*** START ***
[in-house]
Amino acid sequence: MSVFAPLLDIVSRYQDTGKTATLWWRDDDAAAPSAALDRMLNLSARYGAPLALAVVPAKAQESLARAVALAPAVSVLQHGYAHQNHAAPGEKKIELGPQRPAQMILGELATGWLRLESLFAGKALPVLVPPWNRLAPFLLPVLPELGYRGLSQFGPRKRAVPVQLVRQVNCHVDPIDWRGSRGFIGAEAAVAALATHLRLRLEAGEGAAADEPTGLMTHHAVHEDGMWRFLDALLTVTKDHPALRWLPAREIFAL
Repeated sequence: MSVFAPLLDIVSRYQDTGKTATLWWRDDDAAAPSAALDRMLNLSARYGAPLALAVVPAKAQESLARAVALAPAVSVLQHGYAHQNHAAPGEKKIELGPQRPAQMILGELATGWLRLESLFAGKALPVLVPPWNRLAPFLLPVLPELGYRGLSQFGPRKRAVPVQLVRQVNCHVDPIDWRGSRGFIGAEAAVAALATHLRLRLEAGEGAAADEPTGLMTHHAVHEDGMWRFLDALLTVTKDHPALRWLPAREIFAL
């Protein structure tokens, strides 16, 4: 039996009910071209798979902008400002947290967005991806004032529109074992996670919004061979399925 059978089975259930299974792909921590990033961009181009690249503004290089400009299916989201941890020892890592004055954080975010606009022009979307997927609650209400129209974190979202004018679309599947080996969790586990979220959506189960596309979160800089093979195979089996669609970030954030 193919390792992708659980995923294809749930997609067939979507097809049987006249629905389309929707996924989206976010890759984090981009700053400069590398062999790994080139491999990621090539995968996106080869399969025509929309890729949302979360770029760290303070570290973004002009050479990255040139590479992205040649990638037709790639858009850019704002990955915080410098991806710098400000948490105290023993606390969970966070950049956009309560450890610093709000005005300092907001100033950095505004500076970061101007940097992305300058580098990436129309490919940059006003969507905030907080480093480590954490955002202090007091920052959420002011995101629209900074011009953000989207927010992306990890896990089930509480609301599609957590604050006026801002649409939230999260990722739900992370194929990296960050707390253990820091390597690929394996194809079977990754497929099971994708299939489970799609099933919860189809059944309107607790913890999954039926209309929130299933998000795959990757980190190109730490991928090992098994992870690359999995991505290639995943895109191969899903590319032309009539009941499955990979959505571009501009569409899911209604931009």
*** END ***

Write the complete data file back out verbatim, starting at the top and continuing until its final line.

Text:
[in-house]
Amino acid sequence: MSVFAPLLDIVSRYQDTGKTATLWWRDDDAAAPSAALDRMLNLSARYGAPLALAVVPAKAQESLARAVALAPAVSVLQHGYAHQNHAAPGEKKIELGPQRPAQMILGELATGWLRLESLFAGKALPVLVPPWNRLAPFLLPVLPELGYRGLSQFGPRKRAVPVQLVRQVNCHVDPIDWRGSRGFIGAEAAVAALATHLRLRLEAGEGAAADEPTGLMTHHAVHEDGMWRFLDALLTVTKDHPALRWLPAREIFAL
Repeated sequence: MSVFAPLLDIVSRYQDTGKTATLWWRDDDAAAPSAALDRMLNLSARYGAPLALAVVPAKAQESLARAVALAPAVSVLQHGYAHQNHAAPGEKKIELGPQRPAQMILGELATGWLRLESLFAGKALPVLVPPWNRLAPFLLPVLPELGYRGLSQFGPRKRAVPVQLVRQVNCHVDPIDWRGSRGFIGAEAAVAALATHLRLRLEAGEGAAADEPTGLMTHHAVHEDGMWRFLDALLTVTKDHPALRWLPAREIFAL
């Protein structure tokens, strides 16, 4: 039996009910071209798979902008400002947290967005991806004032529109074992996670919004061979399925 059978089975259930299974792909921590990033961009181009690249503004290089400009299916989201941890020892890592004055954080975010606009022009979307997927609650209400129209974190979202004018679309599947080996969790586990979220959506189960596309979160800089093979195979089996669609970030954030 193919390792992708659980995923294809749930997609067939979507097809049987006249629905389309929707996924989206976010890759984090981009700053400069590398062999790994080139491999990621090539995968996106080869399969025509929309890729949302979360770029760290303070570290973004002009050479990255040139590479992205040649990638037709790639858009850019704002990955915080410098991806710098400000948490105290023993606390969970966070950049956009309560450890610093709000005005300092907001100033950095505004500076970061101007940097992305300058580098990436129309490919940059006003969507905030907080480093480590954490955002202090007091920052959420002011995101629209900074011009953000989207927010992306990890896990089930509480609301599609957590604050006026801002649409939230999260990722739900992370194929990296960050707390253990820091390597690929394996194809079977990754497929099971994708299939489970799609099933919860189809059944309107607790913890999954039926209309929130299933998000795959990757980190190109730490991928090992098994992870690359999995991505290639995943895109191969899903590319032309009539009941499955990979959505571009501009569409899911209604931009």